New Carbon Allotrope May Shine In Optics, Electronics
A recently discovered carbon allotrope called protomene may see service in advanced optoelectronic and high power IC applications.
Researchers working for a United Arab Emirates company have announced that they discovered a new allotrope of carbon with unique properties that may benefit future generations of optical devices and could also offer an alternative to gallium nitride (GaN) and graphene in some electronic applications. The discovery was announced in a recent edition of the scientific journal ‘Carbon.’
The research initiative, part of a UAE program to facilitate discoveries and process advancements for Industry 4.0, was led by brothers Mohamed and Rasheed Al Fahim at the Alfields company in Abu Dhabi. The company said that it believes the discovery of the allotrope that they call ‘protomene’ may be the first significant discovery of an industrially-relevant allotrope of carbon since the identification of fullerenes and later graphene.
The company said its research points to protomene as a potentially useful direct gap semiconductor. The electron energy bands that the material exhibits are similar to that of GaN, which is about 3.4 eV. While protomene’s DFT-LDA gap amplitude is estimated at 3.38 eV, the researchers said they believe that because of issues with various methodologies utilized to estimate energy bands, “…a gap estimation in the 3 eV region is most likely accurate."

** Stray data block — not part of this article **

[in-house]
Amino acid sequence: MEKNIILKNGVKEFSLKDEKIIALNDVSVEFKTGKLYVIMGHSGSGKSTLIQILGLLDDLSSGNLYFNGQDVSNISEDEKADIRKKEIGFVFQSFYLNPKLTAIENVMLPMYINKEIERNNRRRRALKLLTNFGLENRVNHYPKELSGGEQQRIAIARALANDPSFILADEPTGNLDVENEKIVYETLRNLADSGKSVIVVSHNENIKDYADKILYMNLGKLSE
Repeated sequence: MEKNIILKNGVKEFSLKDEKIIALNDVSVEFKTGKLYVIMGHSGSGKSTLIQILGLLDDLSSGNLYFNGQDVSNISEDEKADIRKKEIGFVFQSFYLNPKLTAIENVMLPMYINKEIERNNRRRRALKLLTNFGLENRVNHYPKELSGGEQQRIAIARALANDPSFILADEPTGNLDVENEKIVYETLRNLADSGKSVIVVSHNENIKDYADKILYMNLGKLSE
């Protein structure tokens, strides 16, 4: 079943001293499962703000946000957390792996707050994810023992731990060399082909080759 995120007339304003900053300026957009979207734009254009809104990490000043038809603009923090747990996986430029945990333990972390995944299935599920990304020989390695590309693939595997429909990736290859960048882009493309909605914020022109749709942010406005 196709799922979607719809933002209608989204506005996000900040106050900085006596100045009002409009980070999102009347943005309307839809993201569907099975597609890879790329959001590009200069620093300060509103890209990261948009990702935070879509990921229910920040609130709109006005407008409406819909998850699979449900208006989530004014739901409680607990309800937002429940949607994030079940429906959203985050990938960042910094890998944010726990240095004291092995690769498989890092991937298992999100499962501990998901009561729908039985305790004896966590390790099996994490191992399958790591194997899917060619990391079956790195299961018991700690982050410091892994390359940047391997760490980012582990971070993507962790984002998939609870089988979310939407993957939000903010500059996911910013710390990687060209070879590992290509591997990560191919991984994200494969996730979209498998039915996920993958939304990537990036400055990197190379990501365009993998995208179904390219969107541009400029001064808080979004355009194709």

The greatest virtue of protomene may go beyond its high energy bands, which may enable it to have applications for high-power and/or high frequency electronic devices. Gallium nitride is a binary system, so the control of GaN composition is challenging during its crystal growth phase, whereas protomene is a single element carbon allotrope, and as such, defect control might be easier than with GaN. Further, that due to the gap amplitude near the blue end of the visible spectrum, protomene may find applications in optoelectronic components including service as blue or UV light emitting diodes (LEDs,) or as a UV filter in optical applications.
Following the announcement of its discovery, Alfields said it is expected that further work in developing protomene as an industrial material will proceed at the Khalifa University of Science and Technology in Abu Dhabi.